The amount of cholesterol in the blood (both LDL and HDL) can be measured with a blood test. The recommended cholesterol level varies depending on your overall risk of developing arterial disease.

If you have high blood cholesterol, it can cause your arteries to narrow and increase your risk of developing a blood clot.

Read more about high cholesterol.

Diabetes mellitus

Diabetes is a lifelong condition that causes your blood sugar level to become too high. The two main types of diabetes are type 1 diabetes and type 2 diabetes.

The high blood glucose (sugar) levels associated with diabetes can damage the artery walls, making them more likely to develop fatty deposits (atheroma).

Many people with type 2 diabetes are also overweight or obese.

Lack of exercise

If you don’t exercise regularly, it’s more likely that you’ll have high blood pressure, higher cholesterol levels, higher stress levels and be overweight. All of these are risk factors for CVD.

Exercising regularly will help keep your heart healthy. When combined with a healthy diet, exercise can also help you maintain a healthy weight.

Being overweight or obese

Being overweight or obese increases your risk of developing diabetes and high blood pressure.

There are several ways a person’s health can be classified in relation to their weight. The most widely used method is body mass index (BMI).

BMI is a measure of whether you’re a healthy weight for your height. You can use the BMI healthy weight calculator to work out your score.

For most adults, a BMI score of:

  • less than 18.5 is underweight
  • 18.5 to 24.9 is a healthy weight
  • 25 to 29.9 is overweight
  • 30 to 39.9 is obese
  • 40 or above is severely obese

Waist circumference can also be used as an indicator of your risk of developing health problems.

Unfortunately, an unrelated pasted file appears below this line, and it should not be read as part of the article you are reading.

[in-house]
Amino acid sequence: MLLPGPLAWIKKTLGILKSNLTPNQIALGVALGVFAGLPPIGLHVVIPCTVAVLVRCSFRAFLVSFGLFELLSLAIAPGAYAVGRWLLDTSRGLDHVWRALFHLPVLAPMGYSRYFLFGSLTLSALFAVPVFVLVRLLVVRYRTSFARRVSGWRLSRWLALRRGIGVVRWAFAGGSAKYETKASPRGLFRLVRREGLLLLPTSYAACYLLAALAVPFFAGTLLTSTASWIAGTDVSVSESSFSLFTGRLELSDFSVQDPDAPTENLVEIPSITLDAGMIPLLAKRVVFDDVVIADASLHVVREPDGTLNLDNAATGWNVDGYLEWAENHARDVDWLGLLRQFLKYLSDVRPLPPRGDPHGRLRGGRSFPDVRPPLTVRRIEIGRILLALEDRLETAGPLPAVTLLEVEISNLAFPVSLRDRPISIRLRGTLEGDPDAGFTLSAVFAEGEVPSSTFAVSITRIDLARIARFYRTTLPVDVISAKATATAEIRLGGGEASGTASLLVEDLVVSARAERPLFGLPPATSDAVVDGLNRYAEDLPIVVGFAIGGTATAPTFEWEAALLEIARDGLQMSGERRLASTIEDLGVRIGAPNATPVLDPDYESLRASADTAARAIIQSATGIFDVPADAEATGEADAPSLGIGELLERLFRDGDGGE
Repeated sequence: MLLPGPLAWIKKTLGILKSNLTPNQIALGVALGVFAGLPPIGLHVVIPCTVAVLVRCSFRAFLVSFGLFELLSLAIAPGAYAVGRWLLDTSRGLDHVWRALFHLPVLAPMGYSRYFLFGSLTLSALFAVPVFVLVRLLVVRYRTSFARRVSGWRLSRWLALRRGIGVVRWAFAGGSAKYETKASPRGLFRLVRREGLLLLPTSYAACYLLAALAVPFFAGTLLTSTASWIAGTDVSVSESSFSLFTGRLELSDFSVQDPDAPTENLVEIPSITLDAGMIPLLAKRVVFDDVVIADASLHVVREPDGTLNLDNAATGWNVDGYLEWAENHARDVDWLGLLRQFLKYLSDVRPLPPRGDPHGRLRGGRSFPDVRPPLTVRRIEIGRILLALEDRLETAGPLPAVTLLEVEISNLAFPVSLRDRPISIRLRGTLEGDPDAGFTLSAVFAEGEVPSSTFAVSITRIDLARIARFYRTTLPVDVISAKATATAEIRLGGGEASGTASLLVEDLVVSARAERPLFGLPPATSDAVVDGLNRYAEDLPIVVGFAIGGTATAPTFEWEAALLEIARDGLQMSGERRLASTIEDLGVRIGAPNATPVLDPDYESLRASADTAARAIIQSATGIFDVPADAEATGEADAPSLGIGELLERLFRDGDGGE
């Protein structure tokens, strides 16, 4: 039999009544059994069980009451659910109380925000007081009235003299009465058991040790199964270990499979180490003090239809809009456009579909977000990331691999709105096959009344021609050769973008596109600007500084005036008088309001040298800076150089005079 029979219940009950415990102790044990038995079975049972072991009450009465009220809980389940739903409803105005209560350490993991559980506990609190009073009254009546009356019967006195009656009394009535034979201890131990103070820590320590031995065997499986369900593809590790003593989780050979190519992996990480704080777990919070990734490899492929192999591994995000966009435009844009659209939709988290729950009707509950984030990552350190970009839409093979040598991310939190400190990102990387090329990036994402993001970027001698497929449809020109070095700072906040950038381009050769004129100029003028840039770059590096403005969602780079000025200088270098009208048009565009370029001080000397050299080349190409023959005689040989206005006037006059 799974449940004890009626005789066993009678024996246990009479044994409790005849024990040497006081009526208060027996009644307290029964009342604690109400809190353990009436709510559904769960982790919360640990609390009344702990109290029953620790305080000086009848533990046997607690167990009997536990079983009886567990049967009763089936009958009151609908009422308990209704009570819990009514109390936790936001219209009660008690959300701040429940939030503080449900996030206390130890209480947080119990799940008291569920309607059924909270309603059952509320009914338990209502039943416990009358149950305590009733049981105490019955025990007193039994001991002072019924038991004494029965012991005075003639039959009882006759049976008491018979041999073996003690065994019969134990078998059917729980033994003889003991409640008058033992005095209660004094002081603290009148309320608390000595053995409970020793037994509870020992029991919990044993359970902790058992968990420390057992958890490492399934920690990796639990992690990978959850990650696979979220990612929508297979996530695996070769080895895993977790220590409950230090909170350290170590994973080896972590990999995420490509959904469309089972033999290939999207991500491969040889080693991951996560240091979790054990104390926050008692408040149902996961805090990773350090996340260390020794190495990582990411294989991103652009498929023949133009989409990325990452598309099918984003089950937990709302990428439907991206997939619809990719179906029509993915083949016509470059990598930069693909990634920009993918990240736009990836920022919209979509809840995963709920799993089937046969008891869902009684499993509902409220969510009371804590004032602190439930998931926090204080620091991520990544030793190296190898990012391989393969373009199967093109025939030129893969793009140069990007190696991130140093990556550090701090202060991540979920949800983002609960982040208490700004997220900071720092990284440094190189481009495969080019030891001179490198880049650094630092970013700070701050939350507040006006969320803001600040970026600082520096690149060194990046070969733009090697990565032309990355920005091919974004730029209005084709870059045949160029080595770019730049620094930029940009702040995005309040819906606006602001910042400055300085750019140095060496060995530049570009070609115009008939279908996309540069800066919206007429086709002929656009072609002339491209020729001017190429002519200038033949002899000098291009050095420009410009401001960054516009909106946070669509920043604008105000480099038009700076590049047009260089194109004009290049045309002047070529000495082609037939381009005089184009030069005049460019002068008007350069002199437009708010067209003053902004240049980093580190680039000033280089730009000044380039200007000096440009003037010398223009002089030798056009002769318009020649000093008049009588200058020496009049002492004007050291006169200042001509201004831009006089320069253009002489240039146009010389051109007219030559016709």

Men with a waist circumference of 94cm or more (about 37 inches) and women with a waist circumference of 80cm or more (about 31.5 inches) are more likely to develop obesity-related health problems.

Read more about obesity.

Family history of heart disease

If you have a family history of CVD, your risk of also developing the condition is increased.

You’re considered to have a family history of CVD if:

  • your father or brother was less than 55 years of age when diagnosed with CVD, or
  • your mother or sister was less than 65 years of age when diagnosed with CVD

Tell your doctor or nurse if you have a family history of CVD. They may want to check your blood pressure and cholesterol.

If you’re over 40 years of age, you can ask your GP for a heart health check to find out your risk of getting CVD.

Read more about the NHS Health Check.

Ethnic background

Ethnicity is also a significant risk factor for developing CVD.

In the UK, coronary heart disease rates are the highest in South Asian communities.

If you’re African Caribbean, your risk of having a stroke or developing high blood pressure is increased. 

Compared with the rest of the population, type 2 diabetes is also more common in African Caribbean and South Asian people.